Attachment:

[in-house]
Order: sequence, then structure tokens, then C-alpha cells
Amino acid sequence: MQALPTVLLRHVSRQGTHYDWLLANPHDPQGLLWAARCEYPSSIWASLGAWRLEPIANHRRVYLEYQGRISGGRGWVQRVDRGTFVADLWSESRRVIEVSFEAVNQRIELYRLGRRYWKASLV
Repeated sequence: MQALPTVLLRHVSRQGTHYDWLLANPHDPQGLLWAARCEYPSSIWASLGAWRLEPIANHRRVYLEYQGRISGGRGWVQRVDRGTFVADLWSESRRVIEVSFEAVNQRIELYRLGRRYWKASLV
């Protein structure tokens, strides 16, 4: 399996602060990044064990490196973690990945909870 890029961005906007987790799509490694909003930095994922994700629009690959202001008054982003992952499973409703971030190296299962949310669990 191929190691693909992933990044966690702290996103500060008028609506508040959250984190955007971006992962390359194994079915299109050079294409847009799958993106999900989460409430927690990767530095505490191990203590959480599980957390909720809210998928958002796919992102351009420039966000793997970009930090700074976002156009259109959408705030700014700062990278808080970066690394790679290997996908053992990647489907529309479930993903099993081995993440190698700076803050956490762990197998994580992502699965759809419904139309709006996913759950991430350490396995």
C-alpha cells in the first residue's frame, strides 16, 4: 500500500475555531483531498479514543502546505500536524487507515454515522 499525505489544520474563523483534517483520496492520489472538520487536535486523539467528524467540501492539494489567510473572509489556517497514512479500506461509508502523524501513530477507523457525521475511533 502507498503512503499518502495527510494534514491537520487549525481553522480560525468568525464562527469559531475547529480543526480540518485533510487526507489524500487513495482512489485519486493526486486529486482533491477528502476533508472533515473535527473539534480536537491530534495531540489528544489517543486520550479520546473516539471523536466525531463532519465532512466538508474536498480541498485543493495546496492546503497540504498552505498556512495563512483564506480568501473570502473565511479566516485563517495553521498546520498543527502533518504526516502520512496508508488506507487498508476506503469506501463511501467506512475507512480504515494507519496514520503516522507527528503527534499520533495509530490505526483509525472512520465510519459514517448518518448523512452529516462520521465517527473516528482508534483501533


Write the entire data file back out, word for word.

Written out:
[in-house]
Order: sequence, then structure tokens, then C-alpha cells
Amino acid sequence: MQALPTVLLRHVSRQGTHYDWLLANPHDPQGLLWAARCEYPSSIWASLGAWRLEPIANHRRVYLEYQGRISGGRGWVQRVDRGTFVADLWSESRRVIEVSFEAVNQRIELYRLGRRYWKASLV
Repeated sequence: MQALPTVLLRHVSRQGTHYDWLLANPHDPQGLLWAARCEYPSSIWASLGAWRLEPIANHRRVYLEYQGRISGGRGWVQRVDRGTFVADLWSESRRVIEVSFEAVNQRIELYRLGRRYWKASLV
């Protein structure tokens, strides 16, 4: 399996602060990044064990490196973690990945909870 890029961005906007987790799509490694909003930095994922994700629009690959202001008054982003992952499973409703971030190296299962949310669990 191929190691693909992933990044966690702290996103500060008028609506508040959250984190955007971006992962390359194994079915299109050079294409847009799958993106999900989460409430927690990767530095505490191990203590959480599980957390909720809210998928958002796919992102351009420039966000793997970009930090700074976002156009259109959408705030700014700062990278808080970066690394790679290997996908053992990647489907529309479930993903099993081995993440190698700076803050956490762990197998994580992502699965759809419904139309709006996913759950991430350490396995």
C-alpha cells in the first residue's frame, strides 16, 4: 500500500475555531483531498479514543502546505500536524487507515454515522 499525505489544520474563523483534517483520496492520489472538520487536535486523539467528524467540501492539494489567510473572509489556517497514512479500506461509508502523524501513530477507523457525521475511533 502507498503512503499518502495527510494534514491537520487549525481553522480560525468568525464562527469559531475547529480543526480540518485533510487526507489524500487513495482512489485519486493526486486529486482533491477528502476533508472533515473535527473539534480536537491530534495531540489528544489517543486520550479520546473516539471523536466525531463532519465532512466538508474536498480541498485543493495546496492546503497540504498552505498556512495563512483564506480568501473570502473565511479566516485563517495553521498546520498543527502533518504526516502520512496508508488506507487498508476506503469506501463511501467506512475507512480504515494507519496514520503516522507527528503527534499520533495509530490505526483509525472512520465510519459514517448518518448523512452529516462520521465517527473516528482508534483501533